As student protests over Gaza spread, US House Committee demands further crackdown

Some 500 students walked out of the commencement ceremony at Harvard University Thursday, taking up chants of “Free Palestine” and “Let them walk!” This referred to 13 students who were barred from graduation with their class by a vote of the top governing body at the college, the Harvard Corporation.

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The 13 students were victimized for their actions as part of the protests against the Gaza genocide and Harvard’s continuing ties with the state of Israel and the US war machine. While the university administration did not make public their supposed offenses, one press account said that some of them were involved in cutting a gate lock, a trivial case of property damage.

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The administration withheld their degrees despite an overwhelming vote by the faculty senate opposing this action and a petition signed by 500 faculty members and 1,500 students. Interim President Alan Garber was loudly booed as he opened the commencement, and he conceded that “some among us may choose to take the liberty of expressing themselves to draw attention to events unfolding in the wider world.”

The signal for the walkout was given by one of the three student speakers at the commencement, Shruthi Kumar, who deviated from the text of her address to pull a prepared statement out of the sleeves of her gown and read it. Kumar attacked the administration for its treatment of the anti-genocide protests, saying, “This semester our freedom of speech and our expressions of solidarity became punishable,” as students erupted in applause.

Gaza Solidarity Encampment at Harvard, before it was shut down by the university. [Photo: Sent in by a reader]

She said she wanted to honor “the 13 undergraduates in the class of 2024 who will not graduate today,” adding, “I am deeply disappointed by the intolerance for freedom of speech and the right to civil disobedience on campus … this is about civil rights and upholding democratic principles.”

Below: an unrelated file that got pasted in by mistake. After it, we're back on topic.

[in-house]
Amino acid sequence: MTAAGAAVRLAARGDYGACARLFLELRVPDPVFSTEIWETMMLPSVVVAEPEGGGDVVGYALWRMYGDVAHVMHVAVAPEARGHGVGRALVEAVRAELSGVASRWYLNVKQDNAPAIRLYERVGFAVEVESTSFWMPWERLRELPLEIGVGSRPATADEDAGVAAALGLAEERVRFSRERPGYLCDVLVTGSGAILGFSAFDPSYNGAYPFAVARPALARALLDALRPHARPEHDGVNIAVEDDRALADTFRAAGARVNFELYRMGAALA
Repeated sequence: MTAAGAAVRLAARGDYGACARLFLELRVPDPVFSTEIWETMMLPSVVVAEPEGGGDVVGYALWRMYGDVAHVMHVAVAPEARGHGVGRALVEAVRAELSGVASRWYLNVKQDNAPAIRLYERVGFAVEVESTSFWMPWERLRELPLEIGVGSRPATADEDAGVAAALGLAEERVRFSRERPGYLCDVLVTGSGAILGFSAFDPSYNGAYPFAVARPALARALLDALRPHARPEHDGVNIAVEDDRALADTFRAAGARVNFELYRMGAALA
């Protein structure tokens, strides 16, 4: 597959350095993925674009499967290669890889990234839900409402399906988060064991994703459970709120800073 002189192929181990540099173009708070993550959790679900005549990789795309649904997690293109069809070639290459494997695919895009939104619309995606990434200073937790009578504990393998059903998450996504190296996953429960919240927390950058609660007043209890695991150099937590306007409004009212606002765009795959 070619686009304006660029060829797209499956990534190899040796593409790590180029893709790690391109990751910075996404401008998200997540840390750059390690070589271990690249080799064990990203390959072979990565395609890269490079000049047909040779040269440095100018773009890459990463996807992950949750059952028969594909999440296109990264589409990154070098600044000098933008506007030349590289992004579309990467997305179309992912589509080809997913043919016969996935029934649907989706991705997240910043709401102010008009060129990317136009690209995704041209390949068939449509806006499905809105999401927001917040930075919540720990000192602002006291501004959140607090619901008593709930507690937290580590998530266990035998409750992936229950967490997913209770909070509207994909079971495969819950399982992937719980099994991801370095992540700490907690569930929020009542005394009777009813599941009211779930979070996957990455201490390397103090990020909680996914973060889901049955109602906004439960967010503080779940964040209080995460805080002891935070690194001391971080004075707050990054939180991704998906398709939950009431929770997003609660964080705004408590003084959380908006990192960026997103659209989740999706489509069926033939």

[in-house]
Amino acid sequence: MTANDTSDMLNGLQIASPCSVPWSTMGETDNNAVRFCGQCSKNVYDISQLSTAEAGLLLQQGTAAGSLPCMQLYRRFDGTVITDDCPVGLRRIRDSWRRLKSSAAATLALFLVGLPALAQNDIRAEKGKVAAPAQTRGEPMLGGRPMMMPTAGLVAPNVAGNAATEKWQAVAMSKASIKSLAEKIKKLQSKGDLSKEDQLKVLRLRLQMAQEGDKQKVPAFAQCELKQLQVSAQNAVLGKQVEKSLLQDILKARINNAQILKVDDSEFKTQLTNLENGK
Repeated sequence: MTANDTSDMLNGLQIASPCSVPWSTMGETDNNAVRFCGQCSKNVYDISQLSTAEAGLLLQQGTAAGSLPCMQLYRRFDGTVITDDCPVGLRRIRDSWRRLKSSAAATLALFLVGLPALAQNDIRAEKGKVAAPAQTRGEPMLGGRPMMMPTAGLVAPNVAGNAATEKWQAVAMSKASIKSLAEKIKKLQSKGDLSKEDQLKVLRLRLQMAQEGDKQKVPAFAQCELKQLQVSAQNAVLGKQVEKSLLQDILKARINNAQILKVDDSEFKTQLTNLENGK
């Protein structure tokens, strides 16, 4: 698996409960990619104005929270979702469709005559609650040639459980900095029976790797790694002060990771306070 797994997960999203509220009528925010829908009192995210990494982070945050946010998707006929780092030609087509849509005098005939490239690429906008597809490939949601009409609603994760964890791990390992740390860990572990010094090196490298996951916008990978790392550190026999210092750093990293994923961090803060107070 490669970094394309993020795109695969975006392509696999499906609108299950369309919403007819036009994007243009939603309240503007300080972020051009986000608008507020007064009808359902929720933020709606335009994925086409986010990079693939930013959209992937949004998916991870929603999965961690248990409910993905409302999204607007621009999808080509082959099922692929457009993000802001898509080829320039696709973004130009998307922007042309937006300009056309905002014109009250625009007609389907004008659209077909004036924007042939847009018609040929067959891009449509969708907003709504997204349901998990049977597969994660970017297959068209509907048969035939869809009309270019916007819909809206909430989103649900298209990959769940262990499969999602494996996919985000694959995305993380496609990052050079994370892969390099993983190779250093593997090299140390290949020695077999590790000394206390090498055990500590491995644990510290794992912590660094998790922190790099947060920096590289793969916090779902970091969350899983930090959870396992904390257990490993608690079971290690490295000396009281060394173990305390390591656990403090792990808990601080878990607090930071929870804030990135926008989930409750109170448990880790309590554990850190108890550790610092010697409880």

Referring to the widespread support for the victimized students, she continued, “The students had spoken. The faculty had spoken. Harvard, do you hear us?”

She then said she was walking in support of those denied their degrees. “These are my peers and friends, and I can’t in good conscience celebrate when their families are in pain,” she said. “This is beyond politics—it’s about civil rights and civil disobedience. We’re not intending to be disruptive or violent. But it’s making a statement, as a community, as the class of 2024.”

Some of the same democratic sentiments were voiced by the main commencement speaker, Maria Ressa, a Filipino journalist who won the Nobel Peace Prize for her exposures of corruption and state killings under the regime of President Rodrigo Duterte.

“The campus protests are testing everyone in America,” Ressa said. “Protests give voice; they shouldn’t be silenced.”

She also noted that she herself had been falsely accused of antisemitism for her opposition to the Gaza genocide, saying she had been “called antisemitic by power and money because they want power and money.”

The commencement protest came despite a heavy presence of police on the campus. This was a manifestation at Harvard of the crackdown being carried out on virtually every college campus where students have demonstrated, set up encampments or occupied buildings to declare their opposition to the Israeli genocide in Gaza and demand their universities break all ties with the Zionist regime and divest any holdings in companies that supply Israel with war materiel.

The harshest such crackdown Thursday came at the University of California, Los Angeles (UCLA), where hundreds of police were mobilized in response to students who set up a new encampment at the school after the previous encampment was broken up by police earlier this month. While police broke up the new protest site, smashing through improvised barricades, students staged a second protest, taking over a building.